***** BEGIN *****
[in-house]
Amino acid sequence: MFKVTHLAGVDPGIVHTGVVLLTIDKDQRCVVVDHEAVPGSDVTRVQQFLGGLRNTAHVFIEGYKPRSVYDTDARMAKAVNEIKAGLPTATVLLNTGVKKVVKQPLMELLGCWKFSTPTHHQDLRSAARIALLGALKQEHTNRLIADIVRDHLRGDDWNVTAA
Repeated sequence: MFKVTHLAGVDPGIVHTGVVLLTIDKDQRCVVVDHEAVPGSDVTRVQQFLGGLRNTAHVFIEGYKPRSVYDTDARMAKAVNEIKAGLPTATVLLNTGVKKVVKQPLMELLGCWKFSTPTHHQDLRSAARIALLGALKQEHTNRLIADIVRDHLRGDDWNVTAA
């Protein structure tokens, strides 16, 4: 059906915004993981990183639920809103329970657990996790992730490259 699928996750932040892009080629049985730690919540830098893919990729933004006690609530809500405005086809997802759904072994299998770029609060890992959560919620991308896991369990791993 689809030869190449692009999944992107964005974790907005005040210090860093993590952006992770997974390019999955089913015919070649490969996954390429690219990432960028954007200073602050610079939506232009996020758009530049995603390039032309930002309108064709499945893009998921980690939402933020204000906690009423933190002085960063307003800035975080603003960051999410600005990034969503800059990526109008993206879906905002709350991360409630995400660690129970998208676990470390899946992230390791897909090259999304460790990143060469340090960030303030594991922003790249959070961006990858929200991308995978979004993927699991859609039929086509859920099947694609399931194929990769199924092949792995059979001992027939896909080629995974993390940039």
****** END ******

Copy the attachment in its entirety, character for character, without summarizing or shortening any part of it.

[in-house]
Amino acid sequence: MFKVTHLAGVDPGIVHTGVVLLTIDKDQRCVVVDHEAVPGSDVTRVQQFLGGLRNTAHVFIEGYKPRSVYDTDARMAKAVNEIKAGLPTATVLLNTGVKKVVKQPLMELLGCWKFSTPTHHQDLRSAARIALLGALKQEHTNRLIADIVRDHLRGDDWNVTAA
Repeated sequence: MFKVTHLAGVDPGIVHTGVVLLTIDKDQRCVVVDHEAVPGSDVTRVQQFLGGLRNTAHVFIEGYKPRSVYDTDARMAKAVNEIKAGLPTATVLLNTGVKKVVKQPLMELLGCWKFSTPTHHQDLRSAARIALLGALKQEHTNRLIADIVRDHLRGDDWNVTAA
């Protein structure tokens, strides 16, 4: 059906915004993981990183639920809103329970657990996790992730490259 699928996750932040892009080629049985730690919540830098893919990729933004006690609530809500405005086809997802759904072994299998770029609060890992959560919620991308896991369990791993 689809030869190449692009999944992107964005974790907005005040210090860093993590952006992770997974390019999955089913015919070649490969996954390429690219990432960028954007200073602050610079939506232009996020758009530049995603390039032309930002309108064709499945893009998921980690939402933020204000906690009423933190002085960063307003800035975080603003960051999410600005990034969503800059990526109008993206879906905002709350991360409630995400660690129970998208676990470390899946992230390791897909090259999304460790990143060469340090960030303030594991922003790249959070961006990858929200991308995978979004993927699991859609039929086509859920099947694609399931194929990769199924092949792995059979001992027939896909080629995974993390940039």